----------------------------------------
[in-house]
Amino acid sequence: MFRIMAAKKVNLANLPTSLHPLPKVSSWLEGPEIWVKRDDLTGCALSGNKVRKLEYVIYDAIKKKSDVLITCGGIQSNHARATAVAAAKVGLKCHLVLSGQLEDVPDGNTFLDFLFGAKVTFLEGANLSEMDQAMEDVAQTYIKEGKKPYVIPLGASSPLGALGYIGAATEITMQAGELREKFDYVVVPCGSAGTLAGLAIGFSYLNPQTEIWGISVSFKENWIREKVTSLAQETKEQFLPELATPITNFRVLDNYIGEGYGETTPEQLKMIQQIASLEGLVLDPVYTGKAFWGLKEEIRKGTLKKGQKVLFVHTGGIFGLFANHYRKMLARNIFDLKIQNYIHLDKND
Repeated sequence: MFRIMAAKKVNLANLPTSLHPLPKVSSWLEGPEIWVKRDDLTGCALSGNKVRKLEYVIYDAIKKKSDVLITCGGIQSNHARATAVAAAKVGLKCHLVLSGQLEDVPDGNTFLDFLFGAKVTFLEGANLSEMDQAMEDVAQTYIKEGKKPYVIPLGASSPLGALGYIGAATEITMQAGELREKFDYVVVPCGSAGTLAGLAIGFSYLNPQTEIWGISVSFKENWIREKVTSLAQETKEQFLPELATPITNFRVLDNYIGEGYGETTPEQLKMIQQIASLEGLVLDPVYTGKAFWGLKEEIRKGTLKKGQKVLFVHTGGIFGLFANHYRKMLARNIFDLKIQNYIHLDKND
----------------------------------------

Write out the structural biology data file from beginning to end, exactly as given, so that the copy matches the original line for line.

[in-house]
Amino acid sequence: MFRIMAAKKVNLANLPTSLHPLPKVSSWLEGPEIWVKRDDLTGCALSGNKVRKLEYVIYDAIKKKSDVLITCGGIQSNHARATAVAAAKVGLKCHLVLSGQLEDVPDGNTFLDFLFGAKVTFLEGANLSEMDQAMEDVAQTYIKEGKKPYVIPLGASSPLGALGYIGAATEITMQAGELREKFDYVVVPCGSAGTLAGLAIGFSYLNPQTEIWGISVSFKENWIREKVTSLAQETKEQFLPELATPITNFRVLDNYIGEGYGETTPEQLKMIQQIASLEGLVLDPVYTGKAFWGLKEEIRKGTLKKGQKVLFVHTGGIFGLFANHYRKMLARNIFDLKIQNYIHLDKND
Repeated sequence: MFRIMAAKKVNLANLPTSLHPLPKVSSWLEGPEIWVKRDDLTGCALSGNKVRKLEYVIYDAIKKKSDVLITCGGIQSNHARATAVAAAKVGLKCHLVLSGQLEDVPDGNTFLDFLFGAKVTFLEGANLSEMDQAMEDVAQTYIKEGKKPYVIPLGASSPLGALGYIGAATEITMQAGELREKFDYVVVPCGSAGTLAGLAIGFSYLNPQTEIWGISVSFKENWIREKVTSLAQETKEQFLPELATPITNFRVLDNYIGEGYGETTPEQLKMIQQIASLEGLVLDPVYTGKAFWGLKEEIRKGTLKKGQKVLFVHTGGIFGLFANHYRKMLARNIFDLKIQNYIHLDKND